Here’s why your triband LTE Sprint phone won’t connect to LTE

Sprint Spark

If you just picked up a triband LTE phone for use with Sprint service, but you’ve discovered that it won’t seem to connect to LTE on its own, there is a good reason. It turns out that Sprint is purposely offering triband LTE customers a degraded network experience in areas where its Network Vision rollout isn’t complete.

Before we continue, this only affects several devices: the Samsung Galaxy S4, the Galaxy S4 mini, the Galaxy Mega, the LG G2, the Google Nexus 5, and the HTC One max.

Before Sprint started selling these triband devices, the LTE devices on offer all supported two separate transmission paths on CDMA 1xRTT and on LTE. This allowed customers to continue making and receiving texts and phone calls while remaining connected to the LTE network. The technology behind that is Simultaneous Voice and LTE (SVLTE), and the current triband devices on offer do not support this.

Instead, the One max, Nexus 5, and G2 are only technologically capable of handling one transmission path – either CDMA for voice or texts, or LTE for data. Luckily, Sprint’s network theoretically can handle this, and let the device know when to connect to CDMA and when to connect to LTE. That way, if a customer is streaming a movie or LTE, the network can tell the phone to temporarily disconnect from LTE to receive a phone call.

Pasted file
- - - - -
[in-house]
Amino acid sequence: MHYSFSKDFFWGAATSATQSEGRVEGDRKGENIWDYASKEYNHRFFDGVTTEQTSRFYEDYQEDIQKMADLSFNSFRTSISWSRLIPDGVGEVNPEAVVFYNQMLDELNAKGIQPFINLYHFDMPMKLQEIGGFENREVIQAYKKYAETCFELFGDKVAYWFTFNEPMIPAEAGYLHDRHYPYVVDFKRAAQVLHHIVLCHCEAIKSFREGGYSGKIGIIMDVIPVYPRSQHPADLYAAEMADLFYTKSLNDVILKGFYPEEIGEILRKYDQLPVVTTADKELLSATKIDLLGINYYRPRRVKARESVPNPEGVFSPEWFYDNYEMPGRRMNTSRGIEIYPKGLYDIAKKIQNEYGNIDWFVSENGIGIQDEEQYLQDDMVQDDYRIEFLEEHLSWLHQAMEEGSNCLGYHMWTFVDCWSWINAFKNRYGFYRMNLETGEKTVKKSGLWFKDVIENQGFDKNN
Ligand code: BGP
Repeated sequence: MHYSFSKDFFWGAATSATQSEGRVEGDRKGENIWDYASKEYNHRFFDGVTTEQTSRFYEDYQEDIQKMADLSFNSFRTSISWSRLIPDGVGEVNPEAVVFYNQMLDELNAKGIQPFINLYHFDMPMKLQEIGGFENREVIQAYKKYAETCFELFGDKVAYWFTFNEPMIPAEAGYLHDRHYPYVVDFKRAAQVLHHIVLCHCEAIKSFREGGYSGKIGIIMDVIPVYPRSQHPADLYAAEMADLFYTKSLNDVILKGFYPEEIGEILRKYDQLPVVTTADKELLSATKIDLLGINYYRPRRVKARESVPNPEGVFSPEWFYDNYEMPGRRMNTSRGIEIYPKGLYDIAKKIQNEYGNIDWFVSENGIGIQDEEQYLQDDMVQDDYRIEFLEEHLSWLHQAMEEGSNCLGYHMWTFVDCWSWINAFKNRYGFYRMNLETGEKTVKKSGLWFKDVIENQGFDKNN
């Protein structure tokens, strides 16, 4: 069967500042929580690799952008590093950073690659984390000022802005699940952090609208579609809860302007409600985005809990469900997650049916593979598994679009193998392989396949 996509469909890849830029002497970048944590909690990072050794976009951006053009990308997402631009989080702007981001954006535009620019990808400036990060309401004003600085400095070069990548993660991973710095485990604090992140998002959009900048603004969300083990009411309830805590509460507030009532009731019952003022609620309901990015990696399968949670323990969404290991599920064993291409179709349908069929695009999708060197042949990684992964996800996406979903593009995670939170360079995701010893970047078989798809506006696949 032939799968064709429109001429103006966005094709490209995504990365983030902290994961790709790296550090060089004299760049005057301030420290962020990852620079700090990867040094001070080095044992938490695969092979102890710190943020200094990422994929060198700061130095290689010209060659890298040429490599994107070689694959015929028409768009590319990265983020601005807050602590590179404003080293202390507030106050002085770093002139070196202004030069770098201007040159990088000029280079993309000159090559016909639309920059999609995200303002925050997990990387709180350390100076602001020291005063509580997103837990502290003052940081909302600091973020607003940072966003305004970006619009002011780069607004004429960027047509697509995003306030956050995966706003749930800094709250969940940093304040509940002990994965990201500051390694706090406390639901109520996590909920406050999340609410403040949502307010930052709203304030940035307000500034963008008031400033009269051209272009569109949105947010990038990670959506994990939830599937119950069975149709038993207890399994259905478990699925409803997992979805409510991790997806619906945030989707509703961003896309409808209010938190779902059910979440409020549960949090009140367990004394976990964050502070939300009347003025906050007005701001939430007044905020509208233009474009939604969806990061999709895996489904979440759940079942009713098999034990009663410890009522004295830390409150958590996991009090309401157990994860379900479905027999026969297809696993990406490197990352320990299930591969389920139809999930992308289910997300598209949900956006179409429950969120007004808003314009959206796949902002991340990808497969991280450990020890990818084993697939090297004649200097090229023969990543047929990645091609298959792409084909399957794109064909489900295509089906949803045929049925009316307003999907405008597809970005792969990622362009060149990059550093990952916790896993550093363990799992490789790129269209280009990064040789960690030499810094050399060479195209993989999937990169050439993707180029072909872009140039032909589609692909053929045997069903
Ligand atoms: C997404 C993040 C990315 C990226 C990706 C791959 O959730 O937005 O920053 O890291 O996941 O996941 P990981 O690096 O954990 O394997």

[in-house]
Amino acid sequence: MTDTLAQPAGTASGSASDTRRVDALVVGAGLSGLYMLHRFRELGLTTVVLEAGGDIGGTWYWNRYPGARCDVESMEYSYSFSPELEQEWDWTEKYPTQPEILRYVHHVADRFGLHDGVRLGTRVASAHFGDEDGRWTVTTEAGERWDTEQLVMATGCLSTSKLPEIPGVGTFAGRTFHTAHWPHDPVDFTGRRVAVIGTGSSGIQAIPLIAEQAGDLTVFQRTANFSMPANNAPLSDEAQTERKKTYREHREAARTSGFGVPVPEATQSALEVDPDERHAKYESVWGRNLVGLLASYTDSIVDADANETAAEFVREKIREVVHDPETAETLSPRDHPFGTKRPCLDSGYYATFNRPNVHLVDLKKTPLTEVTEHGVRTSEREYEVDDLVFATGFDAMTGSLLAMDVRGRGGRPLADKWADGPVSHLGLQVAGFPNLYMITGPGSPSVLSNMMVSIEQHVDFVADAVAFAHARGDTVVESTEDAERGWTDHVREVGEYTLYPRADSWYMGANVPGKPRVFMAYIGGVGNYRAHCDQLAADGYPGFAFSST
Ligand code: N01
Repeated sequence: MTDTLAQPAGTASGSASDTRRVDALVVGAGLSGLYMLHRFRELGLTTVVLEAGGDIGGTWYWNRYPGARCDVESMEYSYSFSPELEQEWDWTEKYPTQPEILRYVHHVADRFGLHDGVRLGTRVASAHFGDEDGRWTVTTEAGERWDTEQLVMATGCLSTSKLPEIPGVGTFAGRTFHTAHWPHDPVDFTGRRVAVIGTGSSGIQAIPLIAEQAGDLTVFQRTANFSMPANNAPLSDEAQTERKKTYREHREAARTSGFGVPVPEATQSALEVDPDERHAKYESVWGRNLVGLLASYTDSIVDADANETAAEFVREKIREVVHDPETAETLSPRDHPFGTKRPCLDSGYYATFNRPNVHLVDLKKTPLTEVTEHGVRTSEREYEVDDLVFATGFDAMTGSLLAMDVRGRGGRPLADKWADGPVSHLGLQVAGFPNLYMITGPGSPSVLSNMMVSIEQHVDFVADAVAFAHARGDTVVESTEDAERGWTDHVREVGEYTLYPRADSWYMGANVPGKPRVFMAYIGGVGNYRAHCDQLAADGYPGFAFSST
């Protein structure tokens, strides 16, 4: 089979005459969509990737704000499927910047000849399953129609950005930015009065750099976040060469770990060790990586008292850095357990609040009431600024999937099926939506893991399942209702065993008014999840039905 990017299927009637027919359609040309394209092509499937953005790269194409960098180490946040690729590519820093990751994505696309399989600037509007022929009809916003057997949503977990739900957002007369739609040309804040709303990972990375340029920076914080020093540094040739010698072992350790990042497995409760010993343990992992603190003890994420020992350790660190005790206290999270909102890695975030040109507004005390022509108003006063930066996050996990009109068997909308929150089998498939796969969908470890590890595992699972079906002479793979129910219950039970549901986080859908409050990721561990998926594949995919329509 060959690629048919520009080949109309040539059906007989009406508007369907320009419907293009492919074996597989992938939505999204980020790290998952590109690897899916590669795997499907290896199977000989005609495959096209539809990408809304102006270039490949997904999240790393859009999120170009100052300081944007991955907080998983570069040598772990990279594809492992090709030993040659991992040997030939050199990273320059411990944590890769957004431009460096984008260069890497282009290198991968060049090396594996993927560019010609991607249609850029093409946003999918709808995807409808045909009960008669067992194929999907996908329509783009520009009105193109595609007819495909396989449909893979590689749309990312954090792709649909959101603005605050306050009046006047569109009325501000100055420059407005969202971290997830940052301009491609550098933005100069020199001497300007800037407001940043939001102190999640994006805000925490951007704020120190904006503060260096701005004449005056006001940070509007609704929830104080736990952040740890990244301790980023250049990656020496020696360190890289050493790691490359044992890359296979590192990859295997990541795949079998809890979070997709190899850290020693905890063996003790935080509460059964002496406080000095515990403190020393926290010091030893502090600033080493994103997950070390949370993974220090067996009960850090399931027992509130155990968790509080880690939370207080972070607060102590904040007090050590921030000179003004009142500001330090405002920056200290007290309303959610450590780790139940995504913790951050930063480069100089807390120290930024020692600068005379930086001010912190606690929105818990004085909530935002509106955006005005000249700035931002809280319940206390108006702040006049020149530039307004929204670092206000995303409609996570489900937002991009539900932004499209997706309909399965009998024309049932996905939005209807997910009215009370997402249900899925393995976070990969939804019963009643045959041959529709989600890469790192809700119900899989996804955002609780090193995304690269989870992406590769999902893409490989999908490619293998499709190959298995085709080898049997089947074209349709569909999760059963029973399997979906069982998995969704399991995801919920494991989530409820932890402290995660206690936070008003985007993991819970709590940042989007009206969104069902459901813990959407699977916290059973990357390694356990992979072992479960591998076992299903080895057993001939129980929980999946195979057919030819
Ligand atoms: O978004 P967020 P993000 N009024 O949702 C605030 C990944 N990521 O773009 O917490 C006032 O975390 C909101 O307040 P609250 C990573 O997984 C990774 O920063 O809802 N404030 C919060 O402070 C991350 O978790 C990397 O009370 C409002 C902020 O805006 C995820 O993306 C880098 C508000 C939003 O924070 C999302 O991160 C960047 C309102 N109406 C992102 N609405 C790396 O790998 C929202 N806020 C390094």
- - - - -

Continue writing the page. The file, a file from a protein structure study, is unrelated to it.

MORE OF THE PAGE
This type of network technology that allows such seamless switching is called Circuit Switched Fallback (CSFB) and Enhanced Circuit Switched Fallback (eCSFB). Unfortunately, Sprint hasn’t deployed this to most of its network yet. Areas that don’t have it already have no expected time frame for the rollout of this network technology, and since your smartphone is designed to prefer the ability to make and receive phone calls at all costs, it is programmed to stay on CDMA.

A temporary work around is to force the phone to connect manually to LTE only in the phone’s hidden network settings, but the side effect is that calls and texts won’t go through.

Obviously, this is a real problem – it’s one that Sprint has not been transparent about, that is affecting lots of people in lots of areas. Ideally, Sprint would warn customers of the situation before buying an affected device, but this hasn’t been the case.

So be forewarned before buying your next smartphone. It might be best to hold on to that EVO 4G LTE or HTC One a bit longer, before upgrading to a newer device.

[GeekThanks, Michel!

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John F

John was the editor-in-chief at Pocketables. His articles generally focus on all things Google, including Chrome and Android, although his love of new gadgets and technology doesn't stop there. His current arsenal includes the Nexus 6 by Motorola, the 2013 Nexus 7 by ASUS, the Nexus 9 by HTC, the LG G Watch, and the Chromebook Pixel, among others.